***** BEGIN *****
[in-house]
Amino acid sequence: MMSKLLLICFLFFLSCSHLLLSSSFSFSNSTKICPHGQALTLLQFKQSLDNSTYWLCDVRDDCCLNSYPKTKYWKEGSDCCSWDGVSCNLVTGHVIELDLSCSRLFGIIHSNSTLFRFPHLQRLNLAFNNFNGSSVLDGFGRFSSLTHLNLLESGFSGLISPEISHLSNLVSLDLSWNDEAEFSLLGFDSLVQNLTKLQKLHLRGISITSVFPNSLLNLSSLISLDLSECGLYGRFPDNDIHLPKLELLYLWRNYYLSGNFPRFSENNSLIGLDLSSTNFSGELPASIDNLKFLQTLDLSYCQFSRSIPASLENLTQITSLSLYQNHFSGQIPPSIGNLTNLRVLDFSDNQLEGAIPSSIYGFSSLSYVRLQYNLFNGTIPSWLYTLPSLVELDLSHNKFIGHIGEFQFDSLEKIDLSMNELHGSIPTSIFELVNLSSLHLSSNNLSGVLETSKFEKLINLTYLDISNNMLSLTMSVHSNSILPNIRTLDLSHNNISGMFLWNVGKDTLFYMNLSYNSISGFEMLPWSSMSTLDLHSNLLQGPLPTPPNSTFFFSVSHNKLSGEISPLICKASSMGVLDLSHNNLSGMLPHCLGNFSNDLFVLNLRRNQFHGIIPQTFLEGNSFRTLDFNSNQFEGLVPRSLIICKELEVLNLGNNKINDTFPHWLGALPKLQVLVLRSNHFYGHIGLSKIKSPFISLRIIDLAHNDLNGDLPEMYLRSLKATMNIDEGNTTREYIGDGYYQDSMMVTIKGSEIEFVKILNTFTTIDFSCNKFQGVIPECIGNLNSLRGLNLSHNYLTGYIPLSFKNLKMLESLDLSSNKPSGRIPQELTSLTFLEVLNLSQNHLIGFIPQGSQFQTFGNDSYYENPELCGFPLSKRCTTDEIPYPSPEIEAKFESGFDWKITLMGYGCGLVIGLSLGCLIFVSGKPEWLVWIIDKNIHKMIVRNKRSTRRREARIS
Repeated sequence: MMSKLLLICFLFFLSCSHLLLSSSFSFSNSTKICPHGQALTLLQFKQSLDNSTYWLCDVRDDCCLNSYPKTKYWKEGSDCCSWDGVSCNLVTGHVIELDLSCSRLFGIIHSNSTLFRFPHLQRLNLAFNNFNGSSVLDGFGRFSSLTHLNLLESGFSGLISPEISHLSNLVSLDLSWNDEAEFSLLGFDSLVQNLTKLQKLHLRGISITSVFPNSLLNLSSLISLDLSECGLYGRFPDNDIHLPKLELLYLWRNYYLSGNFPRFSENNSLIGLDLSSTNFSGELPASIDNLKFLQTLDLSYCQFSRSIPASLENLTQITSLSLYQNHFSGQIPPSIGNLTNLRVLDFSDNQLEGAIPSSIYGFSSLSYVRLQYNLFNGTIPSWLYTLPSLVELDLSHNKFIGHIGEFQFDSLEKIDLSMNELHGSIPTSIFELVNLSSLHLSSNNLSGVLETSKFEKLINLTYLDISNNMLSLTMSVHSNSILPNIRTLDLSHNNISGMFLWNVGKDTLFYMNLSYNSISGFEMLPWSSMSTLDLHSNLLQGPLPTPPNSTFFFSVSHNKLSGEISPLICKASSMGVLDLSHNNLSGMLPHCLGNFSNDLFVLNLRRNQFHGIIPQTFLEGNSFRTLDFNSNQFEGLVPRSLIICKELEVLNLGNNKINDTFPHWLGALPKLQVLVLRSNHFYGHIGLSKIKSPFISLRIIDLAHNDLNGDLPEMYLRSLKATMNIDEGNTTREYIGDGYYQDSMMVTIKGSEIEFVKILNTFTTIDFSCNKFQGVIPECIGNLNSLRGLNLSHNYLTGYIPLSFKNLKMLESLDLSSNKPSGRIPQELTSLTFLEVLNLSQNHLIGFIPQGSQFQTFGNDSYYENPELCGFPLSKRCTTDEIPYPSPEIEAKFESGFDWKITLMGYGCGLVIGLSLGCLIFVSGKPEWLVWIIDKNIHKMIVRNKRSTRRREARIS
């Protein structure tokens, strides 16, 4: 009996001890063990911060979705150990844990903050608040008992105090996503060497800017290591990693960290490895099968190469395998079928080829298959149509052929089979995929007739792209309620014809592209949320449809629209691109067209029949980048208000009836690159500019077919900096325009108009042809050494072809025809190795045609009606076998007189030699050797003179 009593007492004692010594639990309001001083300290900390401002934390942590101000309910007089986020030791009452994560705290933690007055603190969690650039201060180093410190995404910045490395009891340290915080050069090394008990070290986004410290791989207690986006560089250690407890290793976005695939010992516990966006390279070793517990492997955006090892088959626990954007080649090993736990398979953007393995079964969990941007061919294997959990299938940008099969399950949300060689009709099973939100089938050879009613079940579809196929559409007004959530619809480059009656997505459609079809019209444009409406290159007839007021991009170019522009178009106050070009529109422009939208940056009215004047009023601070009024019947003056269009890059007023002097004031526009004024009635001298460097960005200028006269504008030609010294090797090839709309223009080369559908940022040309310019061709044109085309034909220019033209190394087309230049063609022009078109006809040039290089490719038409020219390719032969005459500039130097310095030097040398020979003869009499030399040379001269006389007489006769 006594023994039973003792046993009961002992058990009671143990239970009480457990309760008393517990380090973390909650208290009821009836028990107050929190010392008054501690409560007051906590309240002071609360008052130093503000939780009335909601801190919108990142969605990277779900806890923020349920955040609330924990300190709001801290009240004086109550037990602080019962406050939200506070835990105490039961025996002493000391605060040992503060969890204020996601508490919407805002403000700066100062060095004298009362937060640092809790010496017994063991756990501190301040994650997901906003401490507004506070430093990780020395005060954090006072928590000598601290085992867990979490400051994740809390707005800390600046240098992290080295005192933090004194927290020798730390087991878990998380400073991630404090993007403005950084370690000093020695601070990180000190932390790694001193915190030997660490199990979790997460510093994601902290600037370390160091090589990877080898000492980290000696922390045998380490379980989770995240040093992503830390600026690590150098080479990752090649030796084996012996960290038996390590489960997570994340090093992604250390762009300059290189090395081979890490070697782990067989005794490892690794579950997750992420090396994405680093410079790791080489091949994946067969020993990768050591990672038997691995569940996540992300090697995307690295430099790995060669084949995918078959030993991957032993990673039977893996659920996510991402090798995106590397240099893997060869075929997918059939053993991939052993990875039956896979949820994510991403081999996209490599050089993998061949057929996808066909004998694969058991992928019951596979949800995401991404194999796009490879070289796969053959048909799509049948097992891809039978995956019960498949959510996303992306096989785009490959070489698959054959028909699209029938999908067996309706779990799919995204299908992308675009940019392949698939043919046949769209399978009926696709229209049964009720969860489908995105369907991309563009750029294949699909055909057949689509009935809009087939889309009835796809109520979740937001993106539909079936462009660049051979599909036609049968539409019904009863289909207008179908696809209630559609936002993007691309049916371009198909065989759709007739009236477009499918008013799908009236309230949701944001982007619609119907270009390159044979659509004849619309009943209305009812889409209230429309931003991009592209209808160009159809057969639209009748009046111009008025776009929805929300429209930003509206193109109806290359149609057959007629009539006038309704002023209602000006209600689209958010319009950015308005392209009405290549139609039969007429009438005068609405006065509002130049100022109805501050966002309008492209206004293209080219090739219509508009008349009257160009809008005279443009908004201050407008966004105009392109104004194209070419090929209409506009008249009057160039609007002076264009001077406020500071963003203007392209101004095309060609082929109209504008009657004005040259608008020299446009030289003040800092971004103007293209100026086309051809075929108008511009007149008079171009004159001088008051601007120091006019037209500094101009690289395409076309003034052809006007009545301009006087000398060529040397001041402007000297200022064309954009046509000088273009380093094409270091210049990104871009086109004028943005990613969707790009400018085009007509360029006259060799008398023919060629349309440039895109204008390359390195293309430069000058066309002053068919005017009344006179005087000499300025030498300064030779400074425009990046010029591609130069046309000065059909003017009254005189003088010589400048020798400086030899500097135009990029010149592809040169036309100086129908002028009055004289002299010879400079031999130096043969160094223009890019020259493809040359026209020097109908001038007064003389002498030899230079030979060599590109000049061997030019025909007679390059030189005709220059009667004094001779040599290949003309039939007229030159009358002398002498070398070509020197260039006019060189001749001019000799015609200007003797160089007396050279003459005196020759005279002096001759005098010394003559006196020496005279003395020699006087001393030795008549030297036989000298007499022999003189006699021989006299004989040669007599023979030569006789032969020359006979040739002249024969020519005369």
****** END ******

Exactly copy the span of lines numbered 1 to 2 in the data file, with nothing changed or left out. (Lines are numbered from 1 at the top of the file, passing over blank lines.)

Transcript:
[in-house]
Amino acid sequence: MMSKLLLICFLFFLSCSHLLLSSSFSFSNSTKICPHGQALTLLQFKQSLDNSTYWLCDVRDDCCLNSYPKTKYWKEGSDCCSWDGVSCNLVTGHVIELDLSCSRLFGIIHSNSTLFRFPHLQRLNLAFNNFNGSSVLDGFGRFSSLTHLNLLESGFSGLISPEISHLSNLVSLDLSWNDEAEFSLLGFDSLVQNLTKLQKLHLRGISITSVFPNSLLNLSSLISLDLSECGLYGRFPDNDIHLPKLELLYLWRNYYLSGNFPRFSENNSLIGLDLSSTNFSGELPASIDNLKFLQTLDLSYCQFSRSIPASLENLTQITSLSLYQNHFSGQIPPSIGNLTNLRVLDFSDNQLEGAIPSSIYGFSSLSYVRLQYNLFNGTIPSWLYTLPSLVELDLSHNKFIGHIGEFQFDSLEKIDLSMNELHGSIPTSIFELVNLSSLHLSSNNLSGVLETSKFEKLINLTYLDISNNMLSLTMSVHSNSILPNIRTLDLSHNNISGMFLWNVGKDTLFYMNLSYNSISGFEMLPWSSMSTLDLHSNLLQGPLPTPPNSTFFFSVSHNKLSGEISPLICKASSMGVLDLSHNNLSGMLPHCLGNFSNDLFVLNLRRNQFHGIIPQTFLEGNSFRTLDFNSNQFEGLVPRSLIICKELEVLNLGNNKINDTFPHWLGALPKLQVLVLRSNHFYGHIGLSKIKSPFISLRIIDLAHNDLNGDLPEMYLRSLKATMNIDEGNTTREYIGDGYYQDSMMVTIKGSEIEFVKILNTFTTIDFSCNKFQGVIPECIGNLNSLRGLNLSHNYLTGYIPLSFKNLKMLESLDLSSNKPSGRIPQELTSLTFLEVLNLSQNHLIGFIPQGSQFQTFGNDSYYENPELCGFPLSKRCTTDEIPYPSPEIEAKFESGFDWKITLMGYGCGLVIGLSLGCLIFVSGKPEWLVWIIDKNIHKMIVRNKRSTRRREARIS